It does get better.

If you are dealing with a recent betrayal from infidelity, I am truly sorry. I want you to know that it does get better. I know, I know, you are wishing that I could give you an exact date so that you could circle it on the calendar and mark off the days until its arrival.

I wish I could give you a date. I remember feeling as overwhelmed and as devastated as you feel right now. February will mark five years since I learned her name and the bottom fell out. I was standing in the kitchen making dinner like any other day when the world stopped.

The following year was filled with emotions I couldn’t control and didn’t understand. I couldn’t eat. I couldn’t sleep. Most days I had to force myself to get out of bed and remind myself to do simple tasks like brush my teeth. I lived in such a fog, surrounded constantly by swirling thoughts that wouldn’t leave my head. Why? How? Everyone else was moving around in usual patterns, but I was moving around in slow motion, barely able to put one foot in front of the other.

This morning I saw my ex in his truck. I saw that truck and I remembered those feelings. I remembered what it felt like to see that truck in 2008. That lump in my throat. That knot in my stomach. Nearly hyperventilating. Trying not to vomit.  For a moment, the thought of those feelings took my breath away.  I could almost feel the pain that I felt back then.

I remembered the thoughts that flooded my brain when I used to see that truck.  Was she with him? Is he on his way to meet her? Could he possibly still love me the way that I loved him?  Did he ever think of me? Why can’t he see that I need him? Doesn’t he care? Make it stop. Make it go away. No more pain.  Don’t vomit in public.  Or in your car.  Or anywhere.  Make it stop.

I think I saw that truck this morning and momentarily felt those old emotions to remind me that others are on this journey.  Others are searching for answers to the same questions that I had.  Others looking for relief from the constant pain.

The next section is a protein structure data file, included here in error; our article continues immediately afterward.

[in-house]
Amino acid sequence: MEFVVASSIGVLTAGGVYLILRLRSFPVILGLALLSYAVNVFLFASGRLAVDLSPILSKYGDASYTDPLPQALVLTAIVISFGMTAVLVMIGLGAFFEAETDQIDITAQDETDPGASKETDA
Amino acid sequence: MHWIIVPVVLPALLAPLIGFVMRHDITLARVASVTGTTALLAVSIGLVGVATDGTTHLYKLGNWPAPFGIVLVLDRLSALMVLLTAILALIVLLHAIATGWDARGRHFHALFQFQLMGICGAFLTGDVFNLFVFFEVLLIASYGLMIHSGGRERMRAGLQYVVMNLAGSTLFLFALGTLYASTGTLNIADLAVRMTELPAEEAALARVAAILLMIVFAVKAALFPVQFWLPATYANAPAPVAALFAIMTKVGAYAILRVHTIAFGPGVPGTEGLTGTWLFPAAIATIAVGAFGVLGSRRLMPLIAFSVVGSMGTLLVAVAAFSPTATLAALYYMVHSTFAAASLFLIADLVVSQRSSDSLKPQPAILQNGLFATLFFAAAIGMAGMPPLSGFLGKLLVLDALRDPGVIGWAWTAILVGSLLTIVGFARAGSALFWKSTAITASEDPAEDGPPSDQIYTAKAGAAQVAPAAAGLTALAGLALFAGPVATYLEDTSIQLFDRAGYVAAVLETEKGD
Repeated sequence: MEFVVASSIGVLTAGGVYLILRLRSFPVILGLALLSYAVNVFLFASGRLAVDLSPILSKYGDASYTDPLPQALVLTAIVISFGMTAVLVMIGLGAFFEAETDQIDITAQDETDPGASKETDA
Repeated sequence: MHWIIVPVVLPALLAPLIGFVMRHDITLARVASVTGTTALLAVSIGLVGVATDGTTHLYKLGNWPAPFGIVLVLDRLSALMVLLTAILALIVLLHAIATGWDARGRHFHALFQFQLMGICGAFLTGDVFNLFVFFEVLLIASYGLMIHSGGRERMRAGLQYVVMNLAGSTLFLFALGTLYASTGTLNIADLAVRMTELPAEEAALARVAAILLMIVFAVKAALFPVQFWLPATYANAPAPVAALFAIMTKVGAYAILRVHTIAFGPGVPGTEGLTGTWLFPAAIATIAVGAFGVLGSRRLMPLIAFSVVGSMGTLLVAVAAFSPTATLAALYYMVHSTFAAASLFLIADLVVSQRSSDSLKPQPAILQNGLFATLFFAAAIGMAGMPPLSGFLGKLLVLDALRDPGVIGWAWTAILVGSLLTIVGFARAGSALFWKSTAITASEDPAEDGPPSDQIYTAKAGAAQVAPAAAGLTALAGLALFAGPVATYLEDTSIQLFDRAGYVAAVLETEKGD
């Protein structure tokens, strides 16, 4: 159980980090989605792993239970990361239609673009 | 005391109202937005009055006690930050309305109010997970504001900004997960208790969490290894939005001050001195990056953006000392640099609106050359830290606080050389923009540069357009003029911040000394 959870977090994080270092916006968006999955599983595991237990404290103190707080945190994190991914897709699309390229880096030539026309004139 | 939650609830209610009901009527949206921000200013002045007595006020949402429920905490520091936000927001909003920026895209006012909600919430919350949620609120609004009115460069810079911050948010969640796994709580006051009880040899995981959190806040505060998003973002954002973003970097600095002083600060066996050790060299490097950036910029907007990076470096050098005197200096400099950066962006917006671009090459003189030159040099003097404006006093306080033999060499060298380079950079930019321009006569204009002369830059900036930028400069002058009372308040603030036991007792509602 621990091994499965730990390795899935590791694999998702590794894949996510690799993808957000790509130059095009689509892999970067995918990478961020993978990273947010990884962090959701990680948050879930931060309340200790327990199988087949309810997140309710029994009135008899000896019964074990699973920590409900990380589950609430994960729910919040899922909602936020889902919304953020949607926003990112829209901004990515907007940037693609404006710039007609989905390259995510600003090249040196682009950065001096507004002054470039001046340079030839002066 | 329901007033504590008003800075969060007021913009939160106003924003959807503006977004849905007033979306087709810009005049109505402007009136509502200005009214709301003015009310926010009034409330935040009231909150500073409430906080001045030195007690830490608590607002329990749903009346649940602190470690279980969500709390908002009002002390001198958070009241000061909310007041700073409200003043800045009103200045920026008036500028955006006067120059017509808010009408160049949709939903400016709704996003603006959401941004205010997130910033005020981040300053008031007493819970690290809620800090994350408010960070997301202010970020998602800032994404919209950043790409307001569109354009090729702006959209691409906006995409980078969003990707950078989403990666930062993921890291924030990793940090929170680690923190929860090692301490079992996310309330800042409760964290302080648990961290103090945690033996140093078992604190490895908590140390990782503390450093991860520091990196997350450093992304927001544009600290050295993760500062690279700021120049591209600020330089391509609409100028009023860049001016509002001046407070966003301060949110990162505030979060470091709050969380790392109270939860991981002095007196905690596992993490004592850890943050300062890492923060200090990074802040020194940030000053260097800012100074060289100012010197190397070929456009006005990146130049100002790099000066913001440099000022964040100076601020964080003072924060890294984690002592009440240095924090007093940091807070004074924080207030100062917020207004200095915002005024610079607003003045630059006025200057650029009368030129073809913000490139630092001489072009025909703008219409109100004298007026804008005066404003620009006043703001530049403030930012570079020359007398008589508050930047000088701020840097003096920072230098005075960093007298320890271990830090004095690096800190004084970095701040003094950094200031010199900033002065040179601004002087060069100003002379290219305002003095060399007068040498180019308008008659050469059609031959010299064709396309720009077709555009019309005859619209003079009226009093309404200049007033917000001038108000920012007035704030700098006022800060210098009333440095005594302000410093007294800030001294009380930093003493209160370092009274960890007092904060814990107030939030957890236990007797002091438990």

I saw that truck that symbolizes that pain for me and I knew that I should take a moment to tell you that it really does get better. Eventually those feelings fade. You become numb to the pain. You start to smile spontaneously, no longer forcing it for the benefit of others. You function and you go on about your day without wondering if he will ever come home. You create a new life.  You do things because you enjoy them, not because you want to prove to him that you are worthy or prove to the world that you are okay.  You can actually see your ex and no longer want him to come home.  No longer long for what was.

In fact, when you see his truck, let’s say five years later, it might cause you to catch your breath, but you can sigh with relief because those feelings are just memories.

Comments

  1. It does get better. My marriage ended over something other than infidelity, but I had the same gut-wrenching pain when I would see his car. And now, I’m stronger. I’m solidly happy. And that pain is just a memory.

  2. Thank you for this post. I need to know that there is hope, that it will get easier, because at the moment I dread seeing his car and the stress that seeing it or him brings. I just want to get on with living my life without the tight feelings in my gut and the ache in my chest. Thank you for sharing and reiterating hope.

    • It does get better. A million times better. I won’t say that I don’t feel a tightness in my chest when he is around, but it’s for a completely different reason now. I don’t like him. He’s critical and negative and I just don’t like being around that anymore. I still hold my breath when he walks into my house. I scan the room and instantly see five or more things that I know he will judge. But I don’t miss him. I don’t long for him. I’m more than okay without him. I no longer have that weight on my chest. I no longer feel lost. And hopefully one day, I will no longer want to smack him.

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